EN BANC Agenda for October 18, 2005 Item No.


G.R. No. 168056 (ABAKADA Guro Party List Officer Samson S. Alcantara, et al. vs. The Hon. Executive Secretary Eduardo R. Ermita); G.R. No. 168207 (Aquilino Q. Pimentel, Jr., et al. vs. Executive Secretary Eduardo R. Ermita, et al.); G.R. No. 168461 (Association of Pilipinas Shell Dealers, Inc., et al. vs. Cesar V. Purisima, et al.); G.R. No. 168463 (Francis Joseph G. Escudero vs. Cesar V. Purisima, et al); 'and G.R. No. 168730 (Bataan Governor Enrique T. Garcia, Jr. vs. Hon. Eduardo R. Ermita, et al.)

For resolution are the following motions for reconsideration of the Court's Decision dated September 1, 2005 upholding the constitutionality of Republic Act No. 9337 or the VAT Reform Act [1]:


CONSTITUTES UNDUE DELEGATION OF LEGISLATIVE AUTHORITY. as amended by the EVAT Law. B. on the grounds that: I. No. as amended by the EVAT Law. with the argument that burdening the consumers with significantly higher prices under a VAT regime vis--vis a 3% gross tax renders the law unconstitutional for being arbitrary. 168461. Bataan Governor Enrique T. and finding that the questioned provisions: A. and . ESPECIALLY ON ACCOUNT OF THE EFFECTIVE RECOMMENDATORY POWER GRANTED TO THE SECRETARY OF FINANCE. oppressive and consfiscatory as to amount to a deprivation of property without due process of law in violation of Article III. as well as Section 114(C) of the NIRC. do not violate the equal protection clause prescribed under Article III. Section 1 of the 1987 Philippine Constitution. oppressive and inequitable. Garcia. imposing limitations on the amount of input VAT that may be claimed as a credit against output VAT. are not arbitrary..R. 168730. Inc. requiring the government or any of its instrumentalities to withhold a 5% final withholding VAT on their gross payments on purchases of goods and services. 2) Motion for Reconsideration of petitioner in G. This Honorable Court erred in upholding the constitutionality of Section 110(A)(2) and Section 110(B) of the NIRC.R.C. REPUBLIC ACT NO. Jr. in G. and 3) Motion for Reconsideration by petitioners Association of Pilipinas Shell Dealers. No. 9337'S STAND-BY AUTHORITY TO THE EXECUTIVE TO INCREASE THE VAT RATE. Section 1 of the 1987 Philippine Constitution.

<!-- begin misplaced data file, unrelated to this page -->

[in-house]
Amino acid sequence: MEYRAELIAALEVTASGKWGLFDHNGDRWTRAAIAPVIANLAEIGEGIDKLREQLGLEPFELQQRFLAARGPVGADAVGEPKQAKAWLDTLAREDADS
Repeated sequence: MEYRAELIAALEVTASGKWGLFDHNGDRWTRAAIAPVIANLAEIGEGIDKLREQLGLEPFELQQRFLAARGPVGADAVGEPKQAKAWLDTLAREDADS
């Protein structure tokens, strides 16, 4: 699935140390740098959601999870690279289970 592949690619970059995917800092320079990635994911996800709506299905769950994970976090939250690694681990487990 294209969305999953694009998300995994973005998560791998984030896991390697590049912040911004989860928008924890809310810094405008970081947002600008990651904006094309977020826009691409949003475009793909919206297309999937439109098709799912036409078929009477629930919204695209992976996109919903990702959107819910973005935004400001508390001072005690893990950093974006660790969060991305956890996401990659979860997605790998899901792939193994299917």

e. 3705 and 3555 on the one hand. i. while the other version intended only the industry of power generation. petitioners argue that the fact that the presence of such a no pass-onprovision in the House version and the absence thereof in the Senate Bill means there is no conflict because 'a House provision cannot be in conflict with something that does not exist. II. et al. as amended by the EVAT Law. Section 28(1) of the 1987 Philippine Constitution. and one version intends two industries. Petitioner Garcia filed his Reply. the fact that a no pass-on provision is present in one version but absent in the other. Section 28(1) of the 1987 Philippine Constitution. imposing a limitation on the amount of input VAT that may be claimed as a credit against output VAT notwithstanding the finding that the tax is not progressive as exhorted by Article VI. This Honorable Court erred in upholding the constitutionality of Section 110(B) of the NIRC. insist that the bicameral conference committee should not even have acted on the no pass-onprovisions since there is no disagreement between House Bill Nos. As to the no pass-on provision for sale of petroleum products. clearly .. 1950 on the other. Verily. Petitioners Escudero. apply uniformly to all those belonging to the same class and do not violate Article VI.. with regard to the no pass-on provision for the sale of service for power generation because both the Senate and the House were in agreement that the VAT burden for the sale of such service shall not be passed on to the end-consumer. Note that the rules of both houses of Congress provide that a conference committee shall settle the 'differences' in the respective bills of each house. transmission and distribution to be saddled with such burden. power generation companies and petroleum sellers. Such argument is flawed. Respondents filed their Consolidated Comment. to bear the burden of the tax. and Senate Bill No.C.